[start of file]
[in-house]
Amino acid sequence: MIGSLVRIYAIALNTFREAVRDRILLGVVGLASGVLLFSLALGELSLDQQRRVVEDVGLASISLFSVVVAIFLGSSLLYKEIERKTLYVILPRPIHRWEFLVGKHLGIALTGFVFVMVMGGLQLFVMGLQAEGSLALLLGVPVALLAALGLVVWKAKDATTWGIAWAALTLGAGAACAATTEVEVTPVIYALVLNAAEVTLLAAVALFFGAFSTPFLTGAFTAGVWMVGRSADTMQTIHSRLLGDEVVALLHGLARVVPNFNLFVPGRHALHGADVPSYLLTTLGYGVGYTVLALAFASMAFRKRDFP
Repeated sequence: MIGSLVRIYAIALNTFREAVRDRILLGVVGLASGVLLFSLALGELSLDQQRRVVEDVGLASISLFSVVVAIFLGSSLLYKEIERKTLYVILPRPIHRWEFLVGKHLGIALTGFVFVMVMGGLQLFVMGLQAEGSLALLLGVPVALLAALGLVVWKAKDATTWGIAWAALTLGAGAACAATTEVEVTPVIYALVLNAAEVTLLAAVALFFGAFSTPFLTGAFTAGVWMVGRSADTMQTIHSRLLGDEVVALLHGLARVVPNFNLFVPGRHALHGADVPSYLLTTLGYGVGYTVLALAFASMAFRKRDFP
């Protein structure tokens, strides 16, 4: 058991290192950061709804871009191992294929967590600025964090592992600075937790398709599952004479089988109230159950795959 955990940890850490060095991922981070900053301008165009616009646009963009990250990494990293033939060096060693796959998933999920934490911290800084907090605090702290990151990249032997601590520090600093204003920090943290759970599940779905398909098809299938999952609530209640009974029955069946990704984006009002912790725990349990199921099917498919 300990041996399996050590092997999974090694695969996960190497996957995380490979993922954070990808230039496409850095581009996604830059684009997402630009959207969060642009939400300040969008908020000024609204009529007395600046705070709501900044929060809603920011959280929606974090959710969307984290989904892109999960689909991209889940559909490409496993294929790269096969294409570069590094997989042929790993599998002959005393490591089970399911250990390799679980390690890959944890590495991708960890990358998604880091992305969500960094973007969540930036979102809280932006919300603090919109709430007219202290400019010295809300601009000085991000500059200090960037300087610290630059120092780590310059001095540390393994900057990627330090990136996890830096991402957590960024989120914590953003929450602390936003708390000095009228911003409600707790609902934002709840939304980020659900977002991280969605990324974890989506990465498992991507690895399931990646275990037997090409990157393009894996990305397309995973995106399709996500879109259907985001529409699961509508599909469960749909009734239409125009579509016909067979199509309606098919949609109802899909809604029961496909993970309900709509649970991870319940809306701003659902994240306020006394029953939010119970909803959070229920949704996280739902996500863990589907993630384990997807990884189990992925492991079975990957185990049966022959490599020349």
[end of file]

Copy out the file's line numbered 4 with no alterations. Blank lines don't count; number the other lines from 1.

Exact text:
């Protein structure tokens, strides 16, 4: 058991290192950061709804871009191992294929967590600025964090592992600075937790398709599952004479089988109230159950795959 955990940890850490060095991922981070900053301008165009616009646009963009990250990494990293033939060096060693796959998933999920934490911290800084907090605090702290990151990249032997601590520090600093204003920090943290759970599940779905398909098809299938999952609530209640009974029955069946990704984006009002912790725990349990199921099917498919 300990041996399996050590092997999974090694695969996960190497996957995380490979993922954070990808230039496409850095581009996604830059684009997402630009959207969060642009939400300040969008908020000024609204009529007395600046705070709501900044929060809603920011959280929606974090959710969307984290989904892109999960689909991209889940559909490409496993294929790269096969294409570069590094997989042929790993599998002959005393490591089970399911250990390799679980390690890959944890590495991708960890990358998604880091992305969500960094973007969540930036979102809280932006919300603090919109709430007219202290400019010295809300601009000085991000500059200090960037300087610290630059120092780590310059001095540390393994900057990627330090990136996890830096991402957590960024989120914590953003929450602390936003708390000095009228911003409600707790609902934002709840939304980020659900977002991280969605990324974890989506990465498992991507690895399931990646275990037997090409990157393009894996990305397309995973995106399709996500879109259907985001529409699961509508599909469960749909009734239409125009579509016909067979199509309606098919949609109802899909809604029961496909993970309900709509649970991870319940809306701003659902994240306020006394029953939010119970909803959070229920949704996280739902996500863990589907993630384990997807990884189990992925492991079975990957185990049966022959490599020349």